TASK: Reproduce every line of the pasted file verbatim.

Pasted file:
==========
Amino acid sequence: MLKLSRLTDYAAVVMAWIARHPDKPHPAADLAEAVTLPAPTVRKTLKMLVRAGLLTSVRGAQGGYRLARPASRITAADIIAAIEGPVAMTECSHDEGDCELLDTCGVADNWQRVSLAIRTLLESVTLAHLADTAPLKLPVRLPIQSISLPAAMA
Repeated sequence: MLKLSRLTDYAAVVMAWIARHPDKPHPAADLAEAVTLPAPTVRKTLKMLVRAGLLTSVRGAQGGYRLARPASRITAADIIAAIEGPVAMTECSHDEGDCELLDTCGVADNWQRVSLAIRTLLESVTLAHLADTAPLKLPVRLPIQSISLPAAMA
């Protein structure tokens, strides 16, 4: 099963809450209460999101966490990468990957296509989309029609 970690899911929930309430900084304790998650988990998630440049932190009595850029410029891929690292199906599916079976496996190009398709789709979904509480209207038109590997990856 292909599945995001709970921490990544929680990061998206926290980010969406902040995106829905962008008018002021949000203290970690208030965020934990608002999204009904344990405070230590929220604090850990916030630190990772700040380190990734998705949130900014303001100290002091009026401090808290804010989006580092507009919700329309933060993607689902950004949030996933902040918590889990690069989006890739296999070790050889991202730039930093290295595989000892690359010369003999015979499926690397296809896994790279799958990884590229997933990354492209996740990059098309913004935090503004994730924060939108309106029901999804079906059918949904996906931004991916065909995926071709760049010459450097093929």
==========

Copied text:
Amino acid sequence: MLKLSRLTDYAAVVMAWIARHPDKPHPAADLAEAVTLPAPTVRKTLKMLVRAGLLTSVRGAQGGYRLARPASRITAADIIAAIEGPVAMTECSHDEGDCELLDTCGVADNWQRVSLAIRTLLESVTLAHLADTAPLKLPVRLPIQSISLPAAMA
Repeated sequence: MLKLSRLTDYAAVVMAWIARHPDKPHPAADLAEAVTLPAPTVRKTLKMLVRAGLLTSVRGAQGGYRLARPASRITAADIIAAIEGPVAMTECSHDEGDCELLDTCGVADNWQRVSLAIRTLLESVTLAHLADTAPLKLPVRLPIQSISLPAAMA
């Protein structure tokens, strides 16, 4: 099963809450209460999101966490990468990957296509989309029609 970690899911929930309430900084304790998650988990998630440049932190009595850029410029891929690292199906599916079976496996190009398709789709979904509480209207038109590997990856 292909599945995001709970921490990544929680990061998206926290980010969406902040995106829905962008008018002021949000203290970690208030965020934990608002999204009904344990405070230590929220604090850990916030630190990772700040380190990734998705949130900014303001100290002091009026401090808290804010989006580092507009919700329309933060993607689902950004949030996933902040918590889990690069989006890739296999070790050889991202730039930093290295595989000892690359010369003999015979499926690397296809896994790279799958990884590229997933990354492209996740990059098309913004935090503004994730924060939108309106029901999804079906059918949904996906931004991916065909995926071709760049010459450097093929």